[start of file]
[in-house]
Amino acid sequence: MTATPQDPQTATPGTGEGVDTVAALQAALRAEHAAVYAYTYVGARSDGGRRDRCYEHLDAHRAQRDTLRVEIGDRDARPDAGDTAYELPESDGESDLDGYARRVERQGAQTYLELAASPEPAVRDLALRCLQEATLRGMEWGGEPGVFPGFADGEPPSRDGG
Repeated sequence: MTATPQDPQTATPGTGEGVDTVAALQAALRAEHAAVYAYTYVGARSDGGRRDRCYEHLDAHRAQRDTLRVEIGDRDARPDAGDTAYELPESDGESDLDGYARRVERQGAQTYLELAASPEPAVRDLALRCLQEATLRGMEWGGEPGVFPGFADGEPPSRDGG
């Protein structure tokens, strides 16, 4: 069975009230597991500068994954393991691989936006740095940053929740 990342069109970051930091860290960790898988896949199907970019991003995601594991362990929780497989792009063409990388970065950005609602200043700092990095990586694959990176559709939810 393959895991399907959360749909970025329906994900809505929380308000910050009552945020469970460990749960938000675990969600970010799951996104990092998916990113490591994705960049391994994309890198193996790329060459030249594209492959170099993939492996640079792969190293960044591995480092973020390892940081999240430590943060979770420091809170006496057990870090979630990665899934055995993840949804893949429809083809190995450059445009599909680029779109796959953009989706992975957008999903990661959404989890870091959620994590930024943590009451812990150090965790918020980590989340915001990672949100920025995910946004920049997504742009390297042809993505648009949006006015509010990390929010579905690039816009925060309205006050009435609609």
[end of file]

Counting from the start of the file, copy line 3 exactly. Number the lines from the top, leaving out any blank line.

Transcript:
Repeated sequence: MTATPQDPQTATPGTGEGVDTVAALQAALRAEHAAVYAYTYVGARSDGGRRDRCYEHLDAHRAQRDTLRVEIGDRDARPDAGDTAYELPESDGESDLDGYARRVERQGAQTYLELAASPEPAVRDLALRCLQEATLRGMEWGGEPGVFPGFADGEPPSRDGG